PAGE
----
Dear Seven: A Circle of Epistles (5)
Part 5 in a series of 7
I hope this letter finds you well.
Here is what I think I want to tell you.
I sleep on my left side with one leg out, one leg curled in, and one arm out and the other curled in. I read once that this is an indication of an essential conflict of self.
Possums live in our garage. Our dog will carry one around in her mouth while the possum plays dead. Even though the animal appears lifeless, its heart is beating. When we tell the dog to drop it, the possum scuttles away to hide amid gardening tools, clay pots, bags of mulch and dirt.
My husband built a boat which hangs in the rafters of the garage. You can row it or sail it. He thought, after his mother died, that his father would like a wood-working project to distract him from his grief. So he bought the plans for the boat and set the project up in his father’s garage. But his father never took an interest and so Jim built the boat in our garage. His father died a year and a half after his mother.
We’ve used the boat once; me, Jim and our boys, Henry and Grant. We floated.
Sometimes as we drift off to sleep, my husband will apologize for his tiredness saying, I’m sorry, my train is leaving the station. And then we depart each other, even as we sleep together.
Babies and small children often sleep on their backs, arms flung out, because they are not conflicted and worry about nothing.
Yesterday in the woods, our dog found a huge, dead bird. It lay, split wide open, black feathers and red guts. The dog did not touch the bird.
My father says that my Italian grandfather courted my Irish grandmother by taking her rowing. I picture my grandmother’s pale, soft beauty, my grandfather’s sweat and desire. My father would never use the word desire to tell this story.
I am trying to decide if the fact that I don‘t know you is making this easier or harder to write?
Once, when we were visiting my husband’s parents, they offered to take our first child, Henry, so we could sleep in. I saw them, smiling down at our sleepy, milky baby, nestled between them in their own bed.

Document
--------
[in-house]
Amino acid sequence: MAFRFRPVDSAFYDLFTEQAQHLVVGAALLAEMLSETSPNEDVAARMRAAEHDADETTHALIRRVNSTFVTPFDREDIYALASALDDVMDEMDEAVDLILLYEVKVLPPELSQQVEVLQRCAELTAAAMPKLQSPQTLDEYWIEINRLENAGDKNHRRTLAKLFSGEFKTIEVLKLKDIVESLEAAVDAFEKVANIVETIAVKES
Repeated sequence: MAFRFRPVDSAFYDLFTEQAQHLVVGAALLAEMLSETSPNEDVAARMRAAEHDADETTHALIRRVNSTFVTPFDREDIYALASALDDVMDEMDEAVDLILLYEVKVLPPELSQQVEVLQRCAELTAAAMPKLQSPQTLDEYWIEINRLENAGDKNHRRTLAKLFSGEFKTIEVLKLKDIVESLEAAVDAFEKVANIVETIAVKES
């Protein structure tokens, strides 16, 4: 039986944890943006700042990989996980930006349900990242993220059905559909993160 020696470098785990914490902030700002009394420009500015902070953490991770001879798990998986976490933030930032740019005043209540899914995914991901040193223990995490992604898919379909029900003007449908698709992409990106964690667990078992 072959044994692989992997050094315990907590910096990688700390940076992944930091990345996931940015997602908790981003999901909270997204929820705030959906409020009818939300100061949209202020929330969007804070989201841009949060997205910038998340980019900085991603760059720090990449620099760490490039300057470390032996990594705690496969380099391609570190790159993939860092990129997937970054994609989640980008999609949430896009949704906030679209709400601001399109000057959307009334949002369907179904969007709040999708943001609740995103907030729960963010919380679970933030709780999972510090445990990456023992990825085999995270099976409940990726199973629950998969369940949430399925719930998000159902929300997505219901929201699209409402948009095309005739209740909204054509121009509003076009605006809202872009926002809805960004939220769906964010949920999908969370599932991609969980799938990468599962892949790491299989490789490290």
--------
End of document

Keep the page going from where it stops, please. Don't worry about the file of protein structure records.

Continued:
Sometimes, when our boys were sleeping babies, I’d want to wake them, to make sure they were alive, and because I missed them so much.
Lately, we’ve been killing mice. The traps are not always effective. Two nights ago, Henry, who is almost twenty now, found a mouse with one tiny paw stuck in the trap. He flailed violently until Henry released him, then he ran away. All of this bothered Henry, as it would anyone, I think.
I went to bed late last night but Henry wasn’t home yet. My first thought this morning was, where is Henry? I looked in his room. He was asleep on his back, one arm crossed over his head, partially covering his face.
The mice run through our house, I’ve met them on the stairs.
As I write this, my husband is awake, our sons still asleep. They drift, they float. If I wake them, they will stare at me speechless, momentarily without words or memory.
I have a book on my shelf called, Winter Sleeping Animals. I bought it because I thought the title was so beautiful. It’s a children’s book that describes the ways and reasons that animals hibernate. I recall another children’s book I used to read to the boys about a family of bears that awoke from hibernation to celebrate Valentine’s Day.
Chris, I hope you sleep like a baby and that every morning begins with wordlessness and love.
by Cecilia Pinto